NanDio, a team of students from the College of Science, College of Engineering and Mendoza College of Business at University of Notre Dame, took first place in the 2014 Brown-Forman Cardinal Challenge held Feb. 14-15 by the University of Louisville College of Business.
The team was honored for its business plan to commercialize an oral cancer detection device for dentists. All teams were judged on their written plan, the poise and professionalism of their presentation and the viability of their venture. The NanDio device’s simplicity of use, speed of test results and accuracy of the test as an early detector gave the team the winning edge.
Mimicking the real-world process of developing and growing new commercial ventures, including raising venture capital, students in the Cardinal Challenge developed business plans based on their own ideas and technologies or on those developed by others.
NanDio team members, along with faculty adviser Gaylene Anderson, senior commercialization officer at the Cleveland Clinic, focused their efforts on biomarkers and a novel membrane sensor technology. The biomarkers were developed at the Mike and Josie Harper Cancer Research Institute by graduate student Ben Miller and M. Sharon Stack, the Ann F. Dunne and Elizabeth Riley Director of the Harper Institute and professor of chemistry and biochemistry in the College of Science at the University of Notre Dame.
M. Sharon Stack, said, “I’m extremely proud of the NanDio team and their hard work to successfully develop a highly competitive ‘product’ from a very basic-science discovery in oral cancer research combined with advanced engineering research in microfluidics. This is well-aligned with our mission to promote more innovative and integrative multi-disciplinary research in the fight against cancer. The team put a lot of effort into the business plan and their win is well-deserved!"
The membrane sensor was developed by Zdenek Slouka, a postdoctoral associate in the Center for Microfluidics and Medical Diagnostics (CMMD); Satyajyoti Senapati, a research professor in the Department of Chemical and Biomolecular Engineering, and Hsueh-Chia Chang, the Bayer Professor of Chemical and Biomolecular Engineering and director of the CMMD. Chang and Senapati are members of the Advanced Diagnostics and Therapeutics Initiative at Notre Dame. The research was supported by a Walther Cancer Foundation grant to professors Chang and Stack.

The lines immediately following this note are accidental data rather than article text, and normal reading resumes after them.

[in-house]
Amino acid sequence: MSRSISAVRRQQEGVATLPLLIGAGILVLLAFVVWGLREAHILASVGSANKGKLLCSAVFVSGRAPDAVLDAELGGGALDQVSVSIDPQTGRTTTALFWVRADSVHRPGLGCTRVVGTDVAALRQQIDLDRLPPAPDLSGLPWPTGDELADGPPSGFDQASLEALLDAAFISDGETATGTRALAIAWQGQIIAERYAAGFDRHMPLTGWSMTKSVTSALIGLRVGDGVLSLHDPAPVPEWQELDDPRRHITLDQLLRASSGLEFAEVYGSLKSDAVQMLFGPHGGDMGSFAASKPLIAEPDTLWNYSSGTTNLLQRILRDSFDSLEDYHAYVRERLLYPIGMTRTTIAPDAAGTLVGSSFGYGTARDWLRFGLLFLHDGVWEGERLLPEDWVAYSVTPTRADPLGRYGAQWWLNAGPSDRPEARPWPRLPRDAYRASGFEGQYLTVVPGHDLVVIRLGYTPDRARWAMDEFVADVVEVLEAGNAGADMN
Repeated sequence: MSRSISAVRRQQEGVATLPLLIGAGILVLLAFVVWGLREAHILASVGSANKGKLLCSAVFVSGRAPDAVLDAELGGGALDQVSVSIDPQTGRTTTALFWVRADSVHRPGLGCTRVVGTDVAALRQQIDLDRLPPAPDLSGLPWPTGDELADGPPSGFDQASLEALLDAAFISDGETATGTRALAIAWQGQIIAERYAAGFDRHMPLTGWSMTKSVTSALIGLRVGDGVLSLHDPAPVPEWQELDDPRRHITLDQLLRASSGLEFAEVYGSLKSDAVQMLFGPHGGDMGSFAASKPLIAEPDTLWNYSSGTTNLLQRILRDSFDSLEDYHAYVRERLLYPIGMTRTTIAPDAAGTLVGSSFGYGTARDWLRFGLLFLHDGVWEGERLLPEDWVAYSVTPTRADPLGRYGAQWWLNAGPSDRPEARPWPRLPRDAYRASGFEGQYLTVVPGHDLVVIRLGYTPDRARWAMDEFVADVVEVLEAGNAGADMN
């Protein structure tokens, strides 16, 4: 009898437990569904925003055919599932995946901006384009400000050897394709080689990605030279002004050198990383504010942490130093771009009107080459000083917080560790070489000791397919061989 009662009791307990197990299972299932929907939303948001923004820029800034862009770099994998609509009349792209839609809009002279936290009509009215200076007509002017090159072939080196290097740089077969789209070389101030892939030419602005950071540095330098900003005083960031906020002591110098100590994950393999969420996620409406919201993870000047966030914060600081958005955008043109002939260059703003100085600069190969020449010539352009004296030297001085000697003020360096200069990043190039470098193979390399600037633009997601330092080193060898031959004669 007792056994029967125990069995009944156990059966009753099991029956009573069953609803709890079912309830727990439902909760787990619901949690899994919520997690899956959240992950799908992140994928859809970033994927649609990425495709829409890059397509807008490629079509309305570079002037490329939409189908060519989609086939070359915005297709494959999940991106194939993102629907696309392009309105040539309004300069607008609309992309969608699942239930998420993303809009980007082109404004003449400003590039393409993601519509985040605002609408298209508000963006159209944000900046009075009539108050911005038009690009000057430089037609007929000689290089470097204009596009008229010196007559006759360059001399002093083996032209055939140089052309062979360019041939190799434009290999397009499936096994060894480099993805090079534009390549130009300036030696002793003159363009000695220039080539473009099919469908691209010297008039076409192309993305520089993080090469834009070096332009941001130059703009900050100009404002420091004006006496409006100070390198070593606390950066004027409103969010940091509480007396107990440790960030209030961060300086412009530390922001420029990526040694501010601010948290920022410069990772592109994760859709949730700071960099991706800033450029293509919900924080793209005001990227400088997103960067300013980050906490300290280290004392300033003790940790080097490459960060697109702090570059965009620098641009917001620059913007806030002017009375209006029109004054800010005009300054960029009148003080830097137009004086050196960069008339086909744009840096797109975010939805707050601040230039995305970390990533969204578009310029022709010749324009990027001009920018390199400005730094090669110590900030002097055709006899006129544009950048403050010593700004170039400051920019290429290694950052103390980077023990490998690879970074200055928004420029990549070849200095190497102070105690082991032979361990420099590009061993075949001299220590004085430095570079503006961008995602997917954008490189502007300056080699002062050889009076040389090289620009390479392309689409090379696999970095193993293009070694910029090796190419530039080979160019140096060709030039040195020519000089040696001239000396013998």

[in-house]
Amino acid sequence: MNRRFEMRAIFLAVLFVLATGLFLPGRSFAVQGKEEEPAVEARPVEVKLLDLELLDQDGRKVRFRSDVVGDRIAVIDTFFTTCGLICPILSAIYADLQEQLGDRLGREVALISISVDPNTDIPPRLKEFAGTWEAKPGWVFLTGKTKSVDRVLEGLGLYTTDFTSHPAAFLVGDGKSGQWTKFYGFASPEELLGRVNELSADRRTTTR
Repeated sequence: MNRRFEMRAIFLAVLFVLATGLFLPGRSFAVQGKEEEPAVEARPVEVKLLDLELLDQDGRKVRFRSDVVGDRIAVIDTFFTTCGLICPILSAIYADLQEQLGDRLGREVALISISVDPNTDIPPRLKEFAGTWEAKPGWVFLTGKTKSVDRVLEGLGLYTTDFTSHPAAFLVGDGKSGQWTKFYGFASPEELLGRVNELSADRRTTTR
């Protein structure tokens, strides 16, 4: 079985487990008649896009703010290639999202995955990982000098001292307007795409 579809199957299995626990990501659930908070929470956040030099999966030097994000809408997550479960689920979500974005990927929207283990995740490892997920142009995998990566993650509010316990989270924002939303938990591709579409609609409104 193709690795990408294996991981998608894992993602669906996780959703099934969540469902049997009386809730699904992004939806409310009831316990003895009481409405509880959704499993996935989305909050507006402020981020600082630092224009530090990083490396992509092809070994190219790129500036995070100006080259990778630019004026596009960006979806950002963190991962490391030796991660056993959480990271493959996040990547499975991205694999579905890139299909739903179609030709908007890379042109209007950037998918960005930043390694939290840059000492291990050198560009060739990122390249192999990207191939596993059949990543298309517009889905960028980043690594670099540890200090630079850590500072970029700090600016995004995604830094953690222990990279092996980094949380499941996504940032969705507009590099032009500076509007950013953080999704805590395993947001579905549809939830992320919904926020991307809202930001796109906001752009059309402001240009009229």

Each of the 12 challenge teams was also required to field a minimum of two but no more than five members, prepare an executive summary and present a 15-minute pitch describing the nature of the technology and potential of their proposal. This was followed by a 15-minute question-and-answer session during which the judges — more than 25 successful venture capitalists, entrepreneurs and business leaders — quizzed team members about their presentation.
As the winner, NanDio received $15,000; an invitation to the 2014 Global Venture Lab Investment Competition, which will be held May 1-3 in Austin, Texas; and a more than $125,000 “Launch in Louisville” package, which requires the winning team to locate and operate its business in Louisville within one year of receiving the award as well as an advertising package, $25,000 design and technical architecture services, logo development, a $10,000 cash economic incentive, website development, office space for a year and more.
The NanDio team consists of graduate students Ben Miller, and MBA student in the Mendoza College of Business; Patrick Rice, a student in the Engineering, Science & Technology Entrepreneurship Excellence Masters program; Marcy Kreimier, who is pursuing her master’s in patent law at Notre Dame; and Daniel Miller, an M.D. and Ph.D. predoctoral fellow at the University of Missouri School of Medicine; and faculty adviser Gaylene Anderson, senior commercialization officer at the Cleveland Clinic.